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Learning Trajectory. Everyday Mathematics Program Goals. The story behind Beginning, Developing, and Secure Goals. EM students are expected to master a variety of mathematical skills and concepts But not the first time they are encountered

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learning trajectory

Learning Trajectory

Everyday Mathematics Program Goals

the story behind beginning developing and secure goals
The story behind Beginning, Developing, and Secure Goals
  • EM students are expected to master a variety of mathematical skills and concepts
  • But not the first time they are encountered
  • In 1980s when EM was first published, beginning, developing, and secure labels did not exist
b d and s labels become learning goals
B, D, and S labels become Learning Goals
  • Teachers were uncomfortable “trusting the spiral” and didn’t know where a particular skill or concept fell in terms of curriculum
  • B, D, S labels were introduced in an update of 1st edition, to help teachers feel comfortable with spiral
  • In 2nd edition B, D, S labels are converted into learning goals
problem with beginning developing and secure goals
Problem with Beginning, Developing, and Secure Goals
  • Main purpose of B, D, S labels was to provide information about the curriculum’s treatment of a topic
    • B- exposure to skill or concept
    • D- prior treatment and further exposure would occur
    • S- additional opportunities to practice and apply skills but no more lessons devoted to it
  • Secondary function was to indicate individual students’ levels of mastery of skills and concepts
questions from teachers forced authors to rethink b d and s
Questions from teachers forced authors to rethink B, D, and S
  • When do beginning or developing goals become secure?
  • Will a developing goal in Unit 1, still be considered developing at end of the year?
  • How do learning goals connect across grade levels?
  • Why do some grades have more secure goals?
  • If a child is not proficient on a secure goal in Unit 2, when will there be another opportunity to assess it?
  • What should the majority of third graders be able to do by the end of the year?
third edition of em introduces program goals
Third Edition of EM introduces Program Goals
  • Aligned to Standards
  • Weave the curriculum together across grades
  • Organized by content strand
  • Carefully articulated across grade levels
  • Help teachers understand the structure of Everyday Mathematics
  • Help teachers understand what to assess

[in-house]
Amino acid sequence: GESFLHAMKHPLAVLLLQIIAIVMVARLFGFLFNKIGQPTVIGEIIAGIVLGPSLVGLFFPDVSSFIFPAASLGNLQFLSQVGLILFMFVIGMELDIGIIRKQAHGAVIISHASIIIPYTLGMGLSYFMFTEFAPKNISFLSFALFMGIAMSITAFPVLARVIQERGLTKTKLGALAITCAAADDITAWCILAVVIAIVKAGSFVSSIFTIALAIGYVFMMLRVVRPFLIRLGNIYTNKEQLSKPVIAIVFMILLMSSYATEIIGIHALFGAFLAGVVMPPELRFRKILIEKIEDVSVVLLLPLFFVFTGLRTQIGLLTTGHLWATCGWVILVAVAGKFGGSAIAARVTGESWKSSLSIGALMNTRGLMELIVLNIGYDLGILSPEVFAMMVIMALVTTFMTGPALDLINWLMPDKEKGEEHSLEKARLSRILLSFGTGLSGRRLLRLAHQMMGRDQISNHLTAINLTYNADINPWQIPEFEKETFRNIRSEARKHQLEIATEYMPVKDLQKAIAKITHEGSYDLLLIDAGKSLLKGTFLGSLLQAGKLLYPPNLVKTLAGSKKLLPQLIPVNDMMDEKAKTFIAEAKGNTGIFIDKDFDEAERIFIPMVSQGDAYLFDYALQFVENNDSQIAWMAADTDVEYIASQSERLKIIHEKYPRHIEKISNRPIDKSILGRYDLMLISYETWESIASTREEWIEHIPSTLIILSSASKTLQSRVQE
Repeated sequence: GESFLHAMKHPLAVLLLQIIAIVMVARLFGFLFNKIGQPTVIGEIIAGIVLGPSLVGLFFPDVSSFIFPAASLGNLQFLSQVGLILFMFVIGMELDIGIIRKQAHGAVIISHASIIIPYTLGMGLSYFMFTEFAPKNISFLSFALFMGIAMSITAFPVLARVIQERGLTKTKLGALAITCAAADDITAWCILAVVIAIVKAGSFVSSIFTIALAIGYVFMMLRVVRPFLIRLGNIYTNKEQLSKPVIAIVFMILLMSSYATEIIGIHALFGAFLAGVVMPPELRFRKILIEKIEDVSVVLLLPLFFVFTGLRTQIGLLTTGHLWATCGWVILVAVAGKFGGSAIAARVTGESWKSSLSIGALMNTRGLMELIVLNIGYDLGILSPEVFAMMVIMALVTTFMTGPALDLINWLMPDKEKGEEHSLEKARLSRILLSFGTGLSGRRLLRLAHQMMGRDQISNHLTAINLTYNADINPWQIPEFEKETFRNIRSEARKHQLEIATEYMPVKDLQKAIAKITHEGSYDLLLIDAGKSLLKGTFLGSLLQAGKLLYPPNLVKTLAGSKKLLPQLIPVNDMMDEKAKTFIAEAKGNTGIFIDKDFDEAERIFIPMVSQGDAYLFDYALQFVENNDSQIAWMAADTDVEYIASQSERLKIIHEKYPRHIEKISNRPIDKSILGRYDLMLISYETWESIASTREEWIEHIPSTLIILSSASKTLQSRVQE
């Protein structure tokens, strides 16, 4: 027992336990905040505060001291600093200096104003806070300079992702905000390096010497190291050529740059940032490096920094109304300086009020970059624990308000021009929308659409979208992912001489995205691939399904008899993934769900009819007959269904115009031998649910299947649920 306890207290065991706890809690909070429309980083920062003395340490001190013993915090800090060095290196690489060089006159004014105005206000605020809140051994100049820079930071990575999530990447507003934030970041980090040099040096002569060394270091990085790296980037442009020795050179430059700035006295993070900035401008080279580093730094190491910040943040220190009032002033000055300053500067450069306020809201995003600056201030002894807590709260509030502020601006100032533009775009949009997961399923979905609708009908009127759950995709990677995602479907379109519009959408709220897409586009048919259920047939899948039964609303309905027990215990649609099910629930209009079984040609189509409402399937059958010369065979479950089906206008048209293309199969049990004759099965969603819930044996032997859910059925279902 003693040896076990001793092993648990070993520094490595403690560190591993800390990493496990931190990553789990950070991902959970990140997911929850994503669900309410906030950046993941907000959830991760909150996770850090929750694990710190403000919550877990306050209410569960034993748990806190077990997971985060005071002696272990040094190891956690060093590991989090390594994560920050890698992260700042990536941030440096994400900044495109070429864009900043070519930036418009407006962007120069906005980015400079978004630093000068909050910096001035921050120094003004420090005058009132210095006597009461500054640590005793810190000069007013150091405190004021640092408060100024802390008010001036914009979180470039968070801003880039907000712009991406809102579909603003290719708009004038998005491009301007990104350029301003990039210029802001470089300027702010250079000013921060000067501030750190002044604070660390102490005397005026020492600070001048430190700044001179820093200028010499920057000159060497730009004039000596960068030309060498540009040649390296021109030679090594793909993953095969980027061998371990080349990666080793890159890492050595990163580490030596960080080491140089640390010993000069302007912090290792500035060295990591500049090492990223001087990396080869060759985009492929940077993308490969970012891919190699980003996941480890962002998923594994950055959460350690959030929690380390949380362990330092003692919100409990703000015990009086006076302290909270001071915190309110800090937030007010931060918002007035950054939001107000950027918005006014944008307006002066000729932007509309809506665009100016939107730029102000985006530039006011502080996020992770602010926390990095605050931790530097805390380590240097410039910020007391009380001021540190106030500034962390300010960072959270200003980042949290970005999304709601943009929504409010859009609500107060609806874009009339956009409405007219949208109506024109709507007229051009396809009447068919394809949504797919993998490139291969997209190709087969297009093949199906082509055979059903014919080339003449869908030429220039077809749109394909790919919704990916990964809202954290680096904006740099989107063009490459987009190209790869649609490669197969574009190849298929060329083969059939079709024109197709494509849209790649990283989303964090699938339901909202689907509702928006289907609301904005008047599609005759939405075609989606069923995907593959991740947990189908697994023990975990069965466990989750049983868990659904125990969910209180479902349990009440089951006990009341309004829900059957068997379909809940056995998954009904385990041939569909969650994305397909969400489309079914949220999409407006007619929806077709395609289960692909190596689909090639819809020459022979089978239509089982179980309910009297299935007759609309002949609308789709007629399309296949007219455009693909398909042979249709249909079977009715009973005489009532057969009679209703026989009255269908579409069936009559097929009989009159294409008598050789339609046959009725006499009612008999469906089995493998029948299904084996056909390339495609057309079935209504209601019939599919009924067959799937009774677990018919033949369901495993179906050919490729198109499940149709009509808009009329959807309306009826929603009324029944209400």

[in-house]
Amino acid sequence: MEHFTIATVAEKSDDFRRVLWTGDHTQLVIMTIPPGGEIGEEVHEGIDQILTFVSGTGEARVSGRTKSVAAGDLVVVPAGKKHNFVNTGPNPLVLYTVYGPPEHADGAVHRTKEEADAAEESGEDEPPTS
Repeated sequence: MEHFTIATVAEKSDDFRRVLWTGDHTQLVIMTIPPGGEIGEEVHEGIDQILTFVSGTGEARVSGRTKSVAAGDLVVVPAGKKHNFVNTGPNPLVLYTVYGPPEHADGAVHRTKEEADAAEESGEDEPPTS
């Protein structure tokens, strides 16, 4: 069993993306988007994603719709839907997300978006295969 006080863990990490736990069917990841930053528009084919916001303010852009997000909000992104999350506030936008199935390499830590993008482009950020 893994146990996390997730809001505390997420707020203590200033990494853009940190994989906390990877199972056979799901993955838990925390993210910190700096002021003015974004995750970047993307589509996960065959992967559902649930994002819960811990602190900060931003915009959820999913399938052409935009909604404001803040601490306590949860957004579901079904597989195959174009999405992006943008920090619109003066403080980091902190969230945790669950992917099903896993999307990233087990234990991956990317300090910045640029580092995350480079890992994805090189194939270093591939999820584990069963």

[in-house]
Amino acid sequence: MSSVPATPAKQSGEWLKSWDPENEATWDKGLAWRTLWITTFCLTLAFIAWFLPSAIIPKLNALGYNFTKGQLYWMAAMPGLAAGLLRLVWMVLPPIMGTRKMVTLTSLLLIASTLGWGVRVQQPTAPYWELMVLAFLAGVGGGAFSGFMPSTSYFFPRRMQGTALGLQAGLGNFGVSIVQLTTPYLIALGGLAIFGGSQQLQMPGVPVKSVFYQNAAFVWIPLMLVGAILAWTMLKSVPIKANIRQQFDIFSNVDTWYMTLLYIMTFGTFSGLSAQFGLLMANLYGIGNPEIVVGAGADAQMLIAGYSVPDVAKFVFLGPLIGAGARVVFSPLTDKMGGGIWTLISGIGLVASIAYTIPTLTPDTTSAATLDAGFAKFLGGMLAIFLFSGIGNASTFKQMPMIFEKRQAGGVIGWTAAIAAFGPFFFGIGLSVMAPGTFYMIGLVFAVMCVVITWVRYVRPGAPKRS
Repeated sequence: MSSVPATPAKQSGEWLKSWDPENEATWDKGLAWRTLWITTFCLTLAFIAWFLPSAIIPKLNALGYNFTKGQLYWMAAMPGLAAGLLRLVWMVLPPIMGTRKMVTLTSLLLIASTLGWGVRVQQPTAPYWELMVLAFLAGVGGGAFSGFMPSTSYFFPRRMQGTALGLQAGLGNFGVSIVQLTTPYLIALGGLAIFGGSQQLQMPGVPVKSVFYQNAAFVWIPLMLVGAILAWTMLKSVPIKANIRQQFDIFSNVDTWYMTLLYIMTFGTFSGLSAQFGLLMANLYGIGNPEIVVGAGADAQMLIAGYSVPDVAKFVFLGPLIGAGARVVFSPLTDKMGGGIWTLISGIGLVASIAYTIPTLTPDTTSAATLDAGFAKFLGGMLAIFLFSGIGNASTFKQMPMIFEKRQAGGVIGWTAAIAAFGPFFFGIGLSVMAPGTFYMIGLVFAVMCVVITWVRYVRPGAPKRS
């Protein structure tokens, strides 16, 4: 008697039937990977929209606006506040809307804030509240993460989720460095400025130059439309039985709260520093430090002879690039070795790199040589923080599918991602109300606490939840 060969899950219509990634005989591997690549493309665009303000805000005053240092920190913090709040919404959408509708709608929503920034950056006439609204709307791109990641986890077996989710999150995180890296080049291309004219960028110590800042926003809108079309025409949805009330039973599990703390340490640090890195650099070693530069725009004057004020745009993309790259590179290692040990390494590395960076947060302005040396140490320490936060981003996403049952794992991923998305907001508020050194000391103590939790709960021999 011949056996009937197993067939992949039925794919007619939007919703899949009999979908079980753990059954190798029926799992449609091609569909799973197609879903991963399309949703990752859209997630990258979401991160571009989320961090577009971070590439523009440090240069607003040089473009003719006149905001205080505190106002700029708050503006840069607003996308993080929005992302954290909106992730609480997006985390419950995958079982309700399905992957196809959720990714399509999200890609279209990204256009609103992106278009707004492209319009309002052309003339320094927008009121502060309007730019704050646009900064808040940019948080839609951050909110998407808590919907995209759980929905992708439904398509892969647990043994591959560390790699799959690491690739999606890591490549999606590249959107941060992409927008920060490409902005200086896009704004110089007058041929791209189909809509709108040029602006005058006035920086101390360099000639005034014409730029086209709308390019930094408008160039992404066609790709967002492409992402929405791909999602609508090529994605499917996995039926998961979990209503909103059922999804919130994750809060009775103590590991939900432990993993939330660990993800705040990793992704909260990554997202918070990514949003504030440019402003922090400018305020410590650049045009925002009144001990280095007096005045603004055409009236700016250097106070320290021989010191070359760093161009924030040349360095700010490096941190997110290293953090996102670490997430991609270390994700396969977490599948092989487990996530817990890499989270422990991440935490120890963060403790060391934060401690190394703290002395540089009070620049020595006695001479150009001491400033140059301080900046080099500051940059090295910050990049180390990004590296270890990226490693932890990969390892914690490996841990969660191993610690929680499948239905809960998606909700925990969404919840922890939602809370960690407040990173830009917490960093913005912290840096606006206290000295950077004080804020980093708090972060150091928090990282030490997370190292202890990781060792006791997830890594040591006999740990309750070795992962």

• Express the mathematical content that all EM students are expected to master
everyday math program goals
Everyday Math Program Goals

Number and Numeration

♦ Understand the meanings, uses and representation of numbers

♦ Understand equivalent names for numbers

♦ Understand common numerical relations

Operations and Computation

♦ Compute accurately

♦ Make reasonable estimates

♦ Understand meanings of operations

everyday math program goals9
Everyday Math Program Goals

Data and Chance

♦ Select and create appropriate graphical representations of collected or given data

♦ Analyze and interpret data

♦ Understand and apply basic concepts of probability

Measurement and Reference Frames

♦ Understand the systems and processes of measurement; use appropriate techniques, tools, units, and formulas in making measurements

♦ Use and understand reference frames

everyday math program goals10
Everyday Math Program Goals


♦ Investigate characteristics and properties of two- and three-dimensional geometric shapes

♦ Apply transformations and symmetry in geometric situations

Patterns, Functions, and Algebra

♦ Understand patterns and functions

♦ Use algebraic notation to represent and analyze situations and structures

grade level goals
Grade-Level Goals
  • Guideposts along trajectories that span multiple years
  • Clarify grade-level expectations for mastery
  • Big Ideas at each grade level
  • Do not capture all the content covered
  • Describe how EM builds mastery over time
  • Cumulative- thus it is essential that students experience the complete curriculum
assessment opportunities
Assessment Opportunities
  • Linked to Grade-Level Goals
  • EM curriculum designed so that majority will reach Grade-Level Goals upon completion of that grade
  • As a result students are better prepared to succeed in higher levels of math
  • Recognizing Student Achievement provides benchmarks to judge student progress
  • Progress Checks have been reorganized to distinguish between formative and baseline assessments
new and improved goals in everyday mathematics
New and Improved Goals in Everyday Mathematics
  • B, D, and S labels and learning goals are not part of the 3rd edition of Everyday Mathematics
  • Essence and functions of B, D, and S remain in structure and features of 3rd edition: Program Goals, Grade-Level Goals
  • Losing these labels does not reflect a change in the Everyday Mathematics approach
  • 3rd edition makes that approach easier to understand and implement
reflections on program goals
Reflections on Program Goals
  • 3 Learning points or understandings
  • 2 Components teachers will embrace
  • 1 Question you still have regarding the EM Program Goals
content strand development
Content Strand Development
  • Work with a partner
  • Select one envelope which contains a program goal for the content strand: Operations and Computation
  • Place each goal with its corresponding grade
  • Complete puzzle and discuss with your table group the progression of the goal
How will this learning trajectory support students’ understanding of procedural skills and fluency in the Content Strand: Operations and Computation?
How will this tool (content strand development) support teachers understanding of students’ mathematical learning?